Over time, what used to be energizing, cherished, and protected has become mechanical and unthinking. The frequently interrupted sleep patterns, pandemic ponderings, and typical caregiver woes have culminated in overall fatigue, and it is getting harder to shake off.
Hurry is not of the devil; hurry is the devil.
Friends, don’t let your morning routine become more rote than refreshing. The enemy likes to keep us off our game, but do not let him get away with it. Refresh your morning routine because it was never meant to be, well, routine. By the way, it doesn’t have to happen in the morning. It can be anytime when you can be fully present in the moment.
This, “Let’s see how much I can fit into this block of time” kind of thinking is detrimental to your spiritual growth. Ask God to help you identify what makes you feel like hurrying through something and give you ways to cope with those feelings.
Time to slow down with God
Rushing to get through a morning quiet time with God only checks the good Christian habit box. But the focus has shifted from God to the to-do list. Wrong!
Only solitude and silence, extensively practiced at wisely allotted intervals, can take the world off my back and forever release me from both hurry and loneliness. They open the door to productive engagement with other disciplines. I begin to find myself increasingly before God in such a way that he can safely fill me with himself.
– Christian Herald
Work with God, don’t try to run ahead. Nothing of value is absorbed when we hurry through it. There is no way to fully realize the intended benefits of time alone with God because the Fruit of the Spirit has no fertile ground with which to work. We cannot hurry God, my friends. Take time to till the soil of your soul with His word, and cultivate it with worship. Click here to read more in my Fruit of the Spirit collection.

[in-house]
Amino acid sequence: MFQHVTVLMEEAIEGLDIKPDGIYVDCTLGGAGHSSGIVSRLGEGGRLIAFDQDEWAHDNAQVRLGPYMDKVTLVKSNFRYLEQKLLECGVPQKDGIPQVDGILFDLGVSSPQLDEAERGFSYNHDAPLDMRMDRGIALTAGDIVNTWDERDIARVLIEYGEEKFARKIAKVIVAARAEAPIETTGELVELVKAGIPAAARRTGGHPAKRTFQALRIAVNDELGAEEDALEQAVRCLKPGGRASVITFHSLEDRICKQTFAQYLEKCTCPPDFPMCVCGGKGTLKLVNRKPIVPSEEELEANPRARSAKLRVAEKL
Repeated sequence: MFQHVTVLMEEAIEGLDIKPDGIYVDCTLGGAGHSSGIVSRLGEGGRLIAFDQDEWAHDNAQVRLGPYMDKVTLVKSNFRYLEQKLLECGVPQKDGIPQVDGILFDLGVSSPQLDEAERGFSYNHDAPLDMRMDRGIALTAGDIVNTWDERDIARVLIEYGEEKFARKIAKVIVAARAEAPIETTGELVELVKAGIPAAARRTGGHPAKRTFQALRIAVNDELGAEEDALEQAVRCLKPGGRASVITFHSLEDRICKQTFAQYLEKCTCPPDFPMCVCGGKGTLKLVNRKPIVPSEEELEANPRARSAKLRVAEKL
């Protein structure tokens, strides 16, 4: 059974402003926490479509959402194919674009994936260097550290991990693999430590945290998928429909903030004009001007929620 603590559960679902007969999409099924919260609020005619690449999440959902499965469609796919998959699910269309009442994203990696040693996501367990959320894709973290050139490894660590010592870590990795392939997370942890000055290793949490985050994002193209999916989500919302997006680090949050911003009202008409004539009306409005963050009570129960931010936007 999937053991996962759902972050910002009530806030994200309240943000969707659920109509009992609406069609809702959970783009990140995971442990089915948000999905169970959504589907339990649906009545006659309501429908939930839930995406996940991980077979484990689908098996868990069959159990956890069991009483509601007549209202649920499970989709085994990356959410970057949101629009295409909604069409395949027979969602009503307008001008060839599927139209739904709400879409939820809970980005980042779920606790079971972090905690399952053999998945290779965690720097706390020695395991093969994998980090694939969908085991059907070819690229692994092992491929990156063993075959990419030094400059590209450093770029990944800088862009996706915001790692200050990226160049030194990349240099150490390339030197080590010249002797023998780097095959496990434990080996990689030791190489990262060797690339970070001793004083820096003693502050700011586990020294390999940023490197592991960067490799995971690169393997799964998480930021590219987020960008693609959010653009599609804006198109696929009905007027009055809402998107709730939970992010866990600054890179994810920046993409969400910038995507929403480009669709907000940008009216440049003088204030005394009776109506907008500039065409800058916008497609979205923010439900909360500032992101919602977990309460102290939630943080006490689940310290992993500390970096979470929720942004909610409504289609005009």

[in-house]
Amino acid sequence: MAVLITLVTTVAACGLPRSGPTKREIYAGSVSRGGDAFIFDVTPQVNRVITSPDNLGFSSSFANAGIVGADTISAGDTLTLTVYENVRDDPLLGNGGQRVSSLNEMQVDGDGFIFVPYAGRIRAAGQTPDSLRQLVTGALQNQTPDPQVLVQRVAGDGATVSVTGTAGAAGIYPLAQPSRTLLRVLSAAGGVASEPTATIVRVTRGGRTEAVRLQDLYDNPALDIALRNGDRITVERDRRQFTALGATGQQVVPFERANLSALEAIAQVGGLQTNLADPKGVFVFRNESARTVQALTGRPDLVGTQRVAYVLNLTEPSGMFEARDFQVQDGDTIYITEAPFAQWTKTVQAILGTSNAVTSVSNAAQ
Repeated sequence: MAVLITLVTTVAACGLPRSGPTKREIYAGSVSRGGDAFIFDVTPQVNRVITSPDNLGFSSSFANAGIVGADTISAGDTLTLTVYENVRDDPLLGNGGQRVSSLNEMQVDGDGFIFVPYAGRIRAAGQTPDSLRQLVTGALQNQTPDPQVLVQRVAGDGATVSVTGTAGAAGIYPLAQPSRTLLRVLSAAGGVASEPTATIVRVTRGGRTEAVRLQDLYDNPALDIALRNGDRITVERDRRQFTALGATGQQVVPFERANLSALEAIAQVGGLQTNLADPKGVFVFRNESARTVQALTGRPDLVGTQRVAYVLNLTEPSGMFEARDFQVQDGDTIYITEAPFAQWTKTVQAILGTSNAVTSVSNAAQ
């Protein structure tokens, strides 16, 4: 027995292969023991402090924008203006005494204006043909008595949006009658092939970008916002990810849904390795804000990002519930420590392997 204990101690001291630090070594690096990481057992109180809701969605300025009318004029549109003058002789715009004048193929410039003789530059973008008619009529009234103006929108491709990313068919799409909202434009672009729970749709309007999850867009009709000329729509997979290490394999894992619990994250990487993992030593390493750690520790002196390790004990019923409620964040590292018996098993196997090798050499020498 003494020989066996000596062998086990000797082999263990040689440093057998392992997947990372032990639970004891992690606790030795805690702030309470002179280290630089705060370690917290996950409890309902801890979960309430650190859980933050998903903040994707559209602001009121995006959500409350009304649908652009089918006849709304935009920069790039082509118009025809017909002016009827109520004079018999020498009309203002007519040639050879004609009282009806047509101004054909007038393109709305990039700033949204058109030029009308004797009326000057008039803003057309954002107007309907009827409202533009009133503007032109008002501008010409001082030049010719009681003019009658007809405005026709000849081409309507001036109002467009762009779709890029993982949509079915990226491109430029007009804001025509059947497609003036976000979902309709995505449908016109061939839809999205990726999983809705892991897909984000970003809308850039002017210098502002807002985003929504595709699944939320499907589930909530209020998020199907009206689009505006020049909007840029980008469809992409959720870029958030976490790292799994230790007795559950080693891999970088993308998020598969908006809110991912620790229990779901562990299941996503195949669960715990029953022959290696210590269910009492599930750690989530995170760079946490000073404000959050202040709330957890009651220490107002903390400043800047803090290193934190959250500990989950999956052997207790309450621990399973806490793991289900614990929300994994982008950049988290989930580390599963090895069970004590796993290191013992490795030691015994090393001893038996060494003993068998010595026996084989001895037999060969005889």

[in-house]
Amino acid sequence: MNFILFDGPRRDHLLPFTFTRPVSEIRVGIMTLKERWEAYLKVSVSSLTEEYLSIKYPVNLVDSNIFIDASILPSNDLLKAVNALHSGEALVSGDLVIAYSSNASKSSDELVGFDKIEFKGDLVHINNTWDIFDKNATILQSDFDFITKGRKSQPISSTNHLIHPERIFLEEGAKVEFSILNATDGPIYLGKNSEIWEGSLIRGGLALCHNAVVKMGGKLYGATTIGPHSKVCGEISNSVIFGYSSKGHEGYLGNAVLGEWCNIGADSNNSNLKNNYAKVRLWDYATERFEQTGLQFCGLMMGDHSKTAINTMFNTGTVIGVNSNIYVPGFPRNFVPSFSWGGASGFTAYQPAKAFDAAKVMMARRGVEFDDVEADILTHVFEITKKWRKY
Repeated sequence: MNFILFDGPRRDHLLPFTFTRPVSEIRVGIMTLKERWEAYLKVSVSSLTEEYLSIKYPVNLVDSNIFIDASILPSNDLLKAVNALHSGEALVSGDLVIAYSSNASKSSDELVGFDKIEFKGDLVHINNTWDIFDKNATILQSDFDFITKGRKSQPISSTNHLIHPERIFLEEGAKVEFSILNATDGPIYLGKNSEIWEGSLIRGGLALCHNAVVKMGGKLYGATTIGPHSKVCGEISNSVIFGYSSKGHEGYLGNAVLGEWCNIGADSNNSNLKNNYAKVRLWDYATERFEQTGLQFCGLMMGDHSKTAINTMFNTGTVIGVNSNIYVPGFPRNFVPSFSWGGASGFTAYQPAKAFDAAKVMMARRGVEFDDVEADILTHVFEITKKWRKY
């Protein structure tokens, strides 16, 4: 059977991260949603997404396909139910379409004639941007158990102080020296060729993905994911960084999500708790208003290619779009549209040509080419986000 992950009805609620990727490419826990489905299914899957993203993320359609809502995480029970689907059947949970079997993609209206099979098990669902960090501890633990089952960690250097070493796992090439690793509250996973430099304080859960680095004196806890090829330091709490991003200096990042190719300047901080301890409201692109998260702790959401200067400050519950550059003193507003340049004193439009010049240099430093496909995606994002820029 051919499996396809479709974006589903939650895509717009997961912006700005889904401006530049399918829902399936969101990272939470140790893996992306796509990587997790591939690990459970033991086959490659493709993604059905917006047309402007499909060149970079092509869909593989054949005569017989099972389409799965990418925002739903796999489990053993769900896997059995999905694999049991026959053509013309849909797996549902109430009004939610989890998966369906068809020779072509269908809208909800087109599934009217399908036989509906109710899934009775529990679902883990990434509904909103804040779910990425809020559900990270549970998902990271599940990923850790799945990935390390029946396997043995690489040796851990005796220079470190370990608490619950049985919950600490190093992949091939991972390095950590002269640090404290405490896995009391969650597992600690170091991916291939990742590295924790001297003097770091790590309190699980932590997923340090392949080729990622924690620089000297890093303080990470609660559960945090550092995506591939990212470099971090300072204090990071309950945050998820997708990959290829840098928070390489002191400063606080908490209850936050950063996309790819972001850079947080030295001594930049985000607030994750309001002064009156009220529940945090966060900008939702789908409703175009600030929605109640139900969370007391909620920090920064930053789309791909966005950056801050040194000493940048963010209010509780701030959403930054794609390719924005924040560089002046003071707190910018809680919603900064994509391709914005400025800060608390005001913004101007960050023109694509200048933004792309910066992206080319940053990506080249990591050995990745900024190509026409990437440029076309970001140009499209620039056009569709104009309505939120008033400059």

Scripture advises us to spend time alone with God (Matthew 6:6), and He used Jesus’ example as our instruction (Mark 1:36, Luke 5:16). I do not think you will find a better one, so why not slow down today?
A good ruthlessness
I am so glad I came across Dallas Willard’s quote, and it is worth repeating here as we close, “You must ruthlessly eliminate hurry from your life.” I hope these words bless you too. Turning this quote over and over in my mind is refining my focus and forcing me to examine how I spend my time. As a result, I am taking up the worthy pursuit of looking for ways to eliminate hurry.
It is okay to be ruthless in this area of life. We are not promised tomorrow (Proverbs 27:1), so why not start today?
Here’s a quick review to get us going:
- Please pay attention to what makes you hurry and, as much as possible, prepare ahead of time to avoid it.
- Savor the moments.
- Ask for help when you need it.
- Realize that hurry is detrimental to your spiritual growth, and ask God to help you identify what makes you feel like hurrying and give you ways to cope with those feelings.
- Guard your time alone with God. You will need His help to slow down.
- Examine how you spend your time and eliminate the unnecessary.
Hurry at work or in life often leads to mistakes, double work, missed moments, and mediocre existence. Does anyone have time for that? It is often more beneficial and efficient to take one’s time in doing anything. I’m not saying don’t hurry when the baby is about to run into the street, but we can slow down most things. In doing so, not only will we eliminate hurry, but frustration and anxiety along with it. Good riddance to all three!
- How often do you try to cram more into life than the hours of every day can hold?
- How much of that is unnecessary?
- How does it make you feel?
- What one thing can you eliminate today to help slow down the hurry?
Sidebar: After diving into this topic a bit, I’d like to read John Mark Comer’s book, The Ruthless Elimination of Hurry: How to Stay Emotionally Healthy and Spiritually Alive in the Chaos of the Modern World – October 29, 2019. If you’ve already read it, let me know what you think.
Dallas Albert Willard (September 4, 1935 – May 8, 2013) was an American philosopher also known for his writings on Christian spiritual formation. en.wikipedia.org › wiki › Dallas_Willard